August 3 African American Historical Events

* Today in Black History – August 2 *

1847 – William A. Leidesdorff, born in the Danish West Indies to
a Danish father and a Black native mother, opens the first
commercial steamship service on San Francisco Bay.

1920 – Marcus Garvey presents his “Back To Africa” program in New
York City.

1924 – James Arthur Baldwin is born in New York City. He will
become one of the most prolific and influential African
American authors of fiction. His essays, such as
the collection “Notes of a Native Son” (1955), explore
palpable yet unspoken intricacies of racial, sexual, and
class distinctions in Western societies, most notably in
mid-20th-century America, and their inevitable if unnameable
tensions with personal identity, assumptions, uncertainties,
yearning, and questing. Some of his essays are book-length,
for instance “The Fire Next Time” (1963), “No Name in the
Street” (1972), and “The Devil Finds Work” (1976). His
novels and plays fictionalize fundamental personal questions
and dilemmas amid complex social and psychological pressures
thwarting the equitable integration of not only blacks, but
also gay men — depicting as well some internalized
impediments to such individuals’ quest for acceptance —
namely in his second novel, “Giovanni’s Room” (1956),
written well before gay equality was widely espoused in
America. His best-known novel is his first, “Go Tell It on
the Mountain” (1953). In 1948, disillusioned by American
prejudice against blacks and gays, he will leave the United
States and depart for Paris, France. He will live as an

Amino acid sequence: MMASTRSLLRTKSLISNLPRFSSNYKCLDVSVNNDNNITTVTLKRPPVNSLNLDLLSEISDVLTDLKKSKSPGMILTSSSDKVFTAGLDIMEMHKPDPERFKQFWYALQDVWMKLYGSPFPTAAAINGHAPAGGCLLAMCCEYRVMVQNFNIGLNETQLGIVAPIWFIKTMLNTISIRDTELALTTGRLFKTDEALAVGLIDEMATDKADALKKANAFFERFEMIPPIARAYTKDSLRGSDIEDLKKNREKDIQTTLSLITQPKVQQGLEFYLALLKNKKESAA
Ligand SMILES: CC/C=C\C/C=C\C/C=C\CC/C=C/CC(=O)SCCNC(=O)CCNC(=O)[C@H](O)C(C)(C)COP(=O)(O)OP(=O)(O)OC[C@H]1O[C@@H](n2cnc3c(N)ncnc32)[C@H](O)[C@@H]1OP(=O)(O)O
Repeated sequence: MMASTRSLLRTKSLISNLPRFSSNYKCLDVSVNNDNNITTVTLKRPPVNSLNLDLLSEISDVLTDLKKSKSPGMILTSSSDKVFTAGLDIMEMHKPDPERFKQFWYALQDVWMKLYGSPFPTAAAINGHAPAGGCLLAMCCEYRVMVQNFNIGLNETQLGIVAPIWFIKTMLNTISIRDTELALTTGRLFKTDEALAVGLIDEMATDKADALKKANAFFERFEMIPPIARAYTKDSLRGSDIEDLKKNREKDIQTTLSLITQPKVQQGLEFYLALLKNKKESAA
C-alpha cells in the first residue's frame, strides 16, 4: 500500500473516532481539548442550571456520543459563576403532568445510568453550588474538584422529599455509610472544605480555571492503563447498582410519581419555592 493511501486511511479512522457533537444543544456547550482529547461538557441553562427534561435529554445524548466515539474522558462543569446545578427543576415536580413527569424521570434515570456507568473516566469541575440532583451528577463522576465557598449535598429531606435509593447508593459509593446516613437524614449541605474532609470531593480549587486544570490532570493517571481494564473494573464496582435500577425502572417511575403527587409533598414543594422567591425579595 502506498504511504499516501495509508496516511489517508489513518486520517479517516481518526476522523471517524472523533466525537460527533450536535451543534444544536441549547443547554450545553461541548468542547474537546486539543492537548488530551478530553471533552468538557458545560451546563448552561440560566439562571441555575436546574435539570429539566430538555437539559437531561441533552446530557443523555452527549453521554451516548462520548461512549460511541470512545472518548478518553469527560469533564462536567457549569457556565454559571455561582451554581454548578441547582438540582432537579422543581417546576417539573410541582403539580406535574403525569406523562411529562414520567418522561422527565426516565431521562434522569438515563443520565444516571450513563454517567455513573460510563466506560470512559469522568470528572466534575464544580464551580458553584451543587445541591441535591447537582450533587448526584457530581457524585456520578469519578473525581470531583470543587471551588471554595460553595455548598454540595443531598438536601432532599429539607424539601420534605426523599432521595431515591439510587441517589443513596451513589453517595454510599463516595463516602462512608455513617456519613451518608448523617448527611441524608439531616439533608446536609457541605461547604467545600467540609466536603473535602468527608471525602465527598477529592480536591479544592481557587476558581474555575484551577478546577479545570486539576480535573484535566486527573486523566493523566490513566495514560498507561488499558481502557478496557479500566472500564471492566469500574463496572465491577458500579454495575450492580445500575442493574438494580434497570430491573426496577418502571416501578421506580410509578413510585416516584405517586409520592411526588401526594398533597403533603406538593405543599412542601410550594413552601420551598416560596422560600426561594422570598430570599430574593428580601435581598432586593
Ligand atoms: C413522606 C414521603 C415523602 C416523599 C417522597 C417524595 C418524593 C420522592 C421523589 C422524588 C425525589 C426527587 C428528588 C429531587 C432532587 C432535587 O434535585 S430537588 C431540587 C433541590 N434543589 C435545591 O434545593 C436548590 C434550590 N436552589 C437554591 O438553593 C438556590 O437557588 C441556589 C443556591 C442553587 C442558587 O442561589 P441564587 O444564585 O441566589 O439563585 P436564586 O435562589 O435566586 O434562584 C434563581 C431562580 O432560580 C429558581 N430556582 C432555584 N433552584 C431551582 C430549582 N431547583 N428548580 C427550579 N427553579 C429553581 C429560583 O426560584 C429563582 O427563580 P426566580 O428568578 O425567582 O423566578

expatriate in France for most of his later life. He will
also spend some time in Switzerland and Turkey. He will
join the ancestors on December 1, 1987.

1945 – Jewell Jackson (later McCabe) is born in Washington, DC.
She will become president of the Coalition of 100 Black
Women, whose mission is to develop a forum for African
American women leaders.

1951 – While manning his machine gun during a surprise attack on
his platoon, private first class William Henry Thompson of
Company M, Twenty-fourth Infantry Regiment, becomes the
first African American to earn the Congressional Medal of
Honor in the Korean conflict.

1964 – A racially motivated disturbance begins in Jersey City, New
Jersey.

1966 – The Charles R. Drew Postgraduate Medical School, later
Charles R. Drew University of Medicine and Science, is
chartered in Los Angeles, California. It is the only
African American-focused medical school west of the
Mississippi.

1967 – “In the Heat of the Night”, starring Sidney Poitier and Rod
Steiger, premieres.

1967 – Claude A. Barnett, who founded the Associated Negro Press,
joins the ancestors at the age of 78.

1980 – Thomas “Hit Man” Hearns wins the WBA Welterweight title.
This is one of five weight classes in which he wins a
boxing title, making him the first African American to win
boxing titles in five different weight classes.

1982 – Jackie Robinson, the first African American to break the
color barrier in major league baseball, is honored by a
commemorative stamp issued by the Postal Service, the
fifth in its Black Heritage USA series.

1986 – Jackie Joyner-Kersee (United States) sets record for the
heptathlon (7161 pts).

Information retireved from the Munirah Chronicle and is edited by Mr. Rene’ A. Perry.

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